In his proposed budget issued Monday, Gov. Arnold Schwarzenegger announced increased funding for student enrollment growth at the University of California, increases in UC faculty and staff wages, and additional spending toward the opening of the Merced campus.

The governor’s proposal adds $97.5 million in state general funds for UC operations, a 3.6 percent increase over the 2004-05 fiscal year. UC’s stated funded operating budget for 2005-06 totals $2.806 billion under Schwarzenegger’s proposal.

“The governor’s overall budget proposal for UC is very welcome after years of cuts,” UC President Robert C. Dynes said in a statement.

In accordance with a compact reached in May of 2004 between the governor and UC, funding has been allocated for the enrollment of 5,000 additional full-time students in 2005-06. The UC has seen a 15-percent cut in state funding and a 19-percent increase in enrollments over the last four years.

According to a UC press release, eligible faculty, staff members and academic merit programs will receive a 1.5-percent general increase in salary. Also, eligible staff employees will receive a 1.5-percent, merit-based salary increase and additional funds to help cover employee health benefits.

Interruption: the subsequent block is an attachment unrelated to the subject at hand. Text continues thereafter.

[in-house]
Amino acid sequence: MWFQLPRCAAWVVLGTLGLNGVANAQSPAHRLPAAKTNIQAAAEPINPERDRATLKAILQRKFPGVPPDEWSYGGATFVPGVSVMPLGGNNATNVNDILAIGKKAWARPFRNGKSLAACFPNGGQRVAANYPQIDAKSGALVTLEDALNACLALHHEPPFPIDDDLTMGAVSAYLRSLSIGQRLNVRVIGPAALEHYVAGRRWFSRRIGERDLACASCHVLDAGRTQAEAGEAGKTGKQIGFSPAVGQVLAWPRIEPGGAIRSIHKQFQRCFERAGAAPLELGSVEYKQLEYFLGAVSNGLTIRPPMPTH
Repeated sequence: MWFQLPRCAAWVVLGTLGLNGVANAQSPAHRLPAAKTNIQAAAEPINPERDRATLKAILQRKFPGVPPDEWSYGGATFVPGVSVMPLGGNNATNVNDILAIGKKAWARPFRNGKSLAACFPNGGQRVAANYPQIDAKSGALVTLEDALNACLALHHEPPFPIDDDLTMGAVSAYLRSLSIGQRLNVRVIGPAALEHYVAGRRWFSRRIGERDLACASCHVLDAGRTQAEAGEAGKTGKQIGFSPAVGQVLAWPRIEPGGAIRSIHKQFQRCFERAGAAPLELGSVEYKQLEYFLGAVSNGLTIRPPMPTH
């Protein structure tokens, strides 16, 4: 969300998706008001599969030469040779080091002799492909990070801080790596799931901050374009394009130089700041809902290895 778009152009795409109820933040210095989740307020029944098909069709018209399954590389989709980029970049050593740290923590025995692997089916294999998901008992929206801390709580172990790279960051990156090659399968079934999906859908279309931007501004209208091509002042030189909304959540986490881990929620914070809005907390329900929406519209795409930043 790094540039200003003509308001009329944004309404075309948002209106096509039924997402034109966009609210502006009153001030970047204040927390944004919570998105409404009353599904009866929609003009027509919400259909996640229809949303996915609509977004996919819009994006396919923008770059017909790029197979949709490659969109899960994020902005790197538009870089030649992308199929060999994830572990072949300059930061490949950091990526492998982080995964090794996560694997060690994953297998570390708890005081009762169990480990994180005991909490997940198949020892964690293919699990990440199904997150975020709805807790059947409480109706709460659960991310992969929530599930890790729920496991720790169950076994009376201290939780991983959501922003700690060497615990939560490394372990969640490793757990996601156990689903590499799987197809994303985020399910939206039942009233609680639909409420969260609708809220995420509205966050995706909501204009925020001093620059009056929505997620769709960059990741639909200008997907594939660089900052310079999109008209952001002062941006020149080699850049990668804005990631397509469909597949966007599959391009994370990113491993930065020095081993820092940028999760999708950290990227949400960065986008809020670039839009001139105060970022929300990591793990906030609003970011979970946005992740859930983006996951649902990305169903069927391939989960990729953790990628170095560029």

The May compact cut about $33 million in state funds from UC outreach programs, leaving only $17 million to fund such programs for the 2004-05 budget process. However, Schwarzenegger’s new proposal removes that one-time $17 million allocation, leaving UC outreach programs completely unfunded.

“While we understand that the state’s fiscal condition is still serious,” Dynes wrote in a statement, “we intend to work with the governor and legislature over the course of the budget process to demonstrate the importance of these [outreach] programs and to seek restoration of this funding.”

Lance Tackett, Associated Students Student Lobby chair, said he is worried about the $17 million cut.

“[Associated Students] is still waiting on UCSA [University of California Student Association] analysis, but we’re expecting it won’t be good,” Tackett said.

Other aspects of the budget proposal include a continuation of $10 million in ongoing operating funds for UC Merced and an additional one-time allocation of $14 million to the new campus’ opening in fall 2005.

Schwarzenegger’s budget proposal will be reviewed by the legislature in the spring, and a final decision by both the governor and the legislature is expected to be made by the summer.